Mississippi gov. signs law allowing service denial to gays
JACKSON, Mississippi — Mississippi's governor has signed a law that lets religious groups and private businesses refuse service to gay couples based on religious beliefs.
Gov. Phil Bryant signed House Bill 1523, despite opposition from gay-rights groups and some businesses who say it allows discrimination. Some conservative and religious groups supported the bill. Opponents of the law, however, see it as a sword against LGBT people, not a shield for Christian conservatives.
The measure's stated goal is to protect those who believe that marriage should be between one man and one woman, that sexual relations should only take place inside such marriages, and that male and female genders are unchangeable.
The measure allows churches, religious charities and privately held businesses to decline services to people whose lifestyles violate their religious beliefs. Individual government employees may also opt out, although the measure says governments must still provide services.
Governor vetoes bill permitting use of Bible in schooling
BOISE, Idaho — Idaho Gov. C. L. "Butch" Otter has vetoed legislation that would have expressly permitted the use of the Bible in public school instruction, calling the measure unconstitutional.
In the veto's accompanying letter Otter said he respects the Bible, but the measure would result in costly litigation for Idaho's public schools. He said the measure directly contradicts Idaho's Constitution.
The bill stated the Bible could be used for reference purposes in subjects like literature, history, music and world geography in public schools, but not scientific subjects. Schools are already allowed to reference the Bible and other religious texts, but this legislation specifically mentioned the Bible.
The Legislature passed the measure in the final week of this year's session after ignoring a warning from the attorney general's office that questioned its legality.
No decision on death penalty in Charleston church shootings
CHARLESTON, South Carolina — Prosecutors handling the federal case against the man charged in the shooting deaths of nine black parishioners at a Charleston, South Carolina, church say the decision on whether to pursue the death penalty is in its final stages.
Assistant U.S. Attorney Jay Richardson said Tuesday that the decision is now pending before U.S. Attorney General Loretta Lynch, who will make the determination.
Richardson and attorneys for Dylann Roof were in court to discuss updates to the case. Roof was not present, and no date for his federal trial has been set.
Roof faces nine counts of murder in state court for the killings at Emanuel AME Church. He is charged with hate crimes and other counts in federal court. The state is seeking the death penalty in Roof's state trial, which is set for July.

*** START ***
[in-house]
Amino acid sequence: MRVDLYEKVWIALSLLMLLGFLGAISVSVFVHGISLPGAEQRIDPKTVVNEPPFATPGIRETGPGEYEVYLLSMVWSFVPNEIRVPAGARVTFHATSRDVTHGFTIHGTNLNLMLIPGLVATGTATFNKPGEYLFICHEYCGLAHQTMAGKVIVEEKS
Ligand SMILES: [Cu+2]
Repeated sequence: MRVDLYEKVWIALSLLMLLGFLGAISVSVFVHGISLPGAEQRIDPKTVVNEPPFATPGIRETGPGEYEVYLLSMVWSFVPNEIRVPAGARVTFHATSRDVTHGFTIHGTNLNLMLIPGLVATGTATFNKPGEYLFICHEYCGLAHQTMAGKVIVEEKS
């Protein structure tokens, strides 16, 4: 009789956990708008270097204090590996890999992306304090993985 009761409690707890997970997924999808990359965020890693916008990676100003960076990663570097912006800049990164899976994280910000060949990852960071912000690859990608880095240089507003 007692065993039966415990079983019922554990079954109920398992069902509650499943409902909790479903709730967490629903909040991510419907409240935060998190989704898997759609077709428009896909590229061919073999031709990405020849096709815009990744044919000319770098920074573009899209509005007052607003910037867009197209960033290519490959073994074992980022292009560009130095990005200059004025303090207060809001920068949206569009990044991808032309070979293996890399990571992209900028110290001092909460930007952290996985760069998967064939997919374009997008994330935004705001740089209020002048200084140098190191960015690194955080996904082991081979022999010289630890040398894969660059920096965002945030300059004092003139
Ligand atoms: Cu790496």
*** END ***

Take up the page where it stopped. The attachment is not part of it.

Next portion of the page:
Vatican: Talks about possible pope trip to Greece underway
VATICAN CITY — The Vatican says discussions are under way about a possible trip by Pope Francis to Greece as it begins deporting migrants back to Turkey.
Vatican spokesman the Rev. Federico Lombardi stressed that no decision had been made and no itinerary planned. But in an email Tuesday to The Associated Press he said: "I don't deny that there are contacts about a possible trip."
A Greek ecclesiastical website, Dogma, reported Tuesday that Francis was planning to visit refugees on the island of Lesbos next week along with Ecumenical Patriarch Bartholomew and Archbishop of Athens Leronymos.
A controversial European Union plan to stem the flow of refugees began Monday with more than 200 people deported from the Greek islands to Turkey.
Honolulu church's $25 million project to honor 2 saints
HONOLULU — A Honolulu church has a $25 million project in the works that would expand its building to include a new museum honoring Hawaii's two saints.
The Honolulu Star-Advertiser reports St. Augustine Catholic Church was recently awarded a permit for the project to build the Damien and Marianne of Molokai Museum.
The museum will feature virtual and interactive exhibits that detail the stories of the two saints, who both served leprosy patients quarantined on the island of Molokai.
St. Damien was a priest with the Congregation of the Sacred Hearts of Jesus and Mary who was canonized in 2009. The canonization of St. Marianne, formerly a Sister of St. Francis of the Neumann Communities, took place in 2012.
To make space for the two-story building, the church's parish hall and back parking lot will be demolished and replaced. Construction is set to start in 2017.
Tennessee lawmakers vote for Bible as state's official book
NASHVILLE, Tennessee — Tennessee lawmakers have voted to make the Holy Bible the state's official book.
The state Senate gave final approval Monday on a 19-8 vote despite arguments the measure conflicts with a provision in the Tennessee Constitution that "no preference shall ever be given, by law, to any religious establishment or mode of worship."
Republican Sen. Steve Southerland argued that his bill is aimed at recognizing the Bible for its historical and cultural contributions to the state, rather than as a government endorsement of religion.
Opponents argued that the Bible would be trivialized by being placed alongside other state symbols like the official tree, rock or amphibian.
The measure heads to Republican Gov. Bill Haslam, who hasn't said whether he'll issue a veto.